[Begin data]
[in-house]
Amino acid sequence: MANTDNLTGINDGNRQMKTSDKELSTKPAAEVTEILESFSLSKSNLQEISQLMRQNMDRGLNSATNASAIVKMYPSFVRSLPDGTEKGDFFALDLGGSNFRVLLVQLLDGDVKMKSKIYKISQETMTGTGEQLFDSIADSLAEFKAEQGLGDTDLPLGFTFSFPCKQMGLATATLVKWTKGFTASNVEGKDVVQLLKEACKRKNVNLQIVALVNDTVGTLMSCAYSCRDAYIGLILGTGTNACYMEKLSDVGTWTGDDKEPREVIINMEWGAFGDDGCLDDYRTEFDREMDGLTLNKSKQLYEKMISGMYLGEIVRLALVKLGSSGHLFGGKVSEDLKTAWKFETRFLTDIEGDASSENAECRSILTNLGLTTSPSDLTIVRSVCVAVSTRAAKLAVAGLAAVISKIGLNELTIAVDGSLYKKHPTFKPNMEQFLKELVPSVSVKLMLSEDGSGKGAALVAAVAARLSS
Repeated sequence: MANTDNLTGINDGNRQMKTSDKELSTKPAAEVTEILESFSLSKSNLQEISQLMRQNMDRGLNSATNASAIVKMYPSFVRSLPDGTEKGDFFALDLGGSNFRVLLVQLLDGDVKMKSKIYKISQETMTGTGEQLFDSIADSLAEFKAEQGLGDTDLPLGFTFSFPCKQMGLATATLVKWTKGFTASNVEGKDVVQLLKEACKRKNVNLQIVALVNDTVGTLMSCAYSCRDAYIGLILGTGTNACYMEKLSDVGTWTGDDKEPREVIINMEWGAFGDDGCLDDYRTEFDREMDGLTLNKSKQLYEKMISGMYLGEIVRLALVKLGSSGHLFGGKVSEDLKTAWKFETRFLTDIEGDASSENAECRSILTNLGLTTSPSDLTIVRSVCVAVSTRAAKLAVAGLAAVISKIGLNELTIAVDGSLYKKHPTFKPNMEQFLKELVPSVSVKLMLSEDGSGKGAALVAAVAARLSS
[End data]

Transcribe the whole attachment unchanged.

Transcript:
[in-house]
Amino acid sequence: MANTDNLTGINDGNRQMKTSDKELSTKPAAEVTEILESFSLSKSNLQEISQLMRQNMDRGLNSATNASAIVKMYPSFVRSLPDGTEKGDFFALDLGGSNFRVLLVQLLDGDVKMKSKIYKISQETMTGTGEQLFDSIADSLAEFKAEQGLGDTDLPLGFTFSFPCKQMGLATATLVKWTKGFTASNVEGKDVVQLLKEACKRKNVNLQIVALVNDTVGTLMSCAYSCRDAYIGLILGTGTNACYMEKLSDVGTWTGDDKEPREVIINMEWGAFGDDGCLDDYRTEFDREMDGLTLNKSKQLYEKMISGMYLGEIVRLALVKLGSSGHLFGGKVSEDLKTAWKFETRFLTDIEGDASSENAECRSILTNLGLTTSPSDLTIVRSVCVAVSTRAAKLAVAGLAAVISKIGLNELTIAVDGSLYKKHPTFKPNMEQFLKELVPSVSVKLMLSEDGSGKGAALVAAVAARLSS
Repeated sequence: MANTDNLTGINDGNRQMKTSDKELSTKPAAEVTEILESFSLSKSNLQEISQLMRQNMDRGLNSATNASAIVKMYPSFVRSLPDGTEKGDFFALDLGGSNFRVLLVQLLDGDVKMKSKIYKISQETMTGTGEQLFDSIADSLAEFKAEQGLGDTDLPLGFTFSFPCKQMGLATATLVKWTKGFTASNVEGKDVVQLLKEACKRKNVNLQIVALVNDTVGTLMSCAYSCRDAYIGLILGTGTNACYMEKLSDVGTWTGDDKEPREVIINMEWGAFGDDGCLDDYRTEFDREMDGLTLNKSKQLYEKMISGMYLGEIVRLALVKLGSSGHLFGGKVSEDLKTAWKFETRFLTDIEGDASSENAECRSILTNLGLTTSPSDLTIVRSVCVAVSTRAAKLAVAGLAAVISKIGLNELTIAVDGSLYKKHPTFKPNMEQFLKELVPSVSVKLMLSEDGSGKGAALVAAVAARLSS